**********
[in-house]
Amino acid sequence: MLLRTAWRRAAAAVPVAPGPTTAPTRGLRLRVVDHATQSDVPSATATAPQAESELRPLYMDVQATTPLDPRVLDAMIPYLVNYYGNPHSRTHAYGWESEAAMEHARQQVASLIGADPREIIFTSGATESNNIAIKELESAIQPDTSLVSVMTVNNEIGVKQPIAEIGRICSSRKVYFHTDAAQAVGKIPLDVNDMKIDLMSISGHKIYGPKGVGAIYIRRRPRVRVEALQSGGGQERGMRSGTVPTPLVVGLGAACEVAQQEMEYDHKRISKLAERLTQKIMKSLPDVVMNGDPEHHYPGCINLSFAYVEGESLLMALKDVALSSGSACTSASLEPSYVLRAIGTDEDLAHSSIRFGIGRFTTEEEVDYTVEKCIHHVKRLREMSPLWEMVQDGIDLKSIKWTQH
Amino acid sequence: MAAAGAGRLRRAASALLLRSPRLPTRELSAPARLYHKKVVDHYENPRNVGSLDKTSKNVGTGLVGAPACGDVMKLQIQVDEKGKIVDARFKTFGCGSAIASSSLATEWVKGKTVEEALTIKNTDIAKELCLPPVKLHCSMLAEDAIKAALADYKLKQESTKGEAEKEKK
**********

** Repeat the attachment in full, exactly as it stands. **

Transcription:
[in-house]
Amino acid sequence: MLLRTAWRRAAAAVPVAPGPTTAPTRGLRLRVVDHATQSDVPSATATAPQAESELRPLYMDVQATTPLDPRVLDAMIPYLVNYYGNPHSRTHAYGWESEAAMEHARQQVASLIGADPREIIFTSGATESNNIAIKELESAIQPDTSLVSVMTVNNEIGVKQPIAEIGRICSSRKVYFHTDAAQAVGKIPLDVNDMKIDLMSISGHKIYGPKGVGAIYIRRRPRVRVEALQSGGGQERGMRSGTVPTPLVVGLGAACEVAQQEMEYDHKRISKLAERLTQKIMKSLPDVVMNGDPEHHYPGCINLSFAYVEGESLLMALKDVALSSGSACTSASLEPSYVLRAIGTDEDLAHSSIRFGIGRFTTEEEVDYTVEKCIHHVKRLREMSPLWEMVQDGIDLKSIKWTQH
Amino acid sequence: MAAAGAGRLRRAASALLLRSPRLPTRELSAPARLYHKKVVDHYENPRNVGSLDKTSKNVGTGLVGAPACGDVMKLQIQVDEKGKIVDARFKTFGCGSAIASSSLATEWVKGKTVEEALTIKNTDIAKELCLPPVKLHCSMLAEDAIKAALADYKLKQESTKGEAEKEKK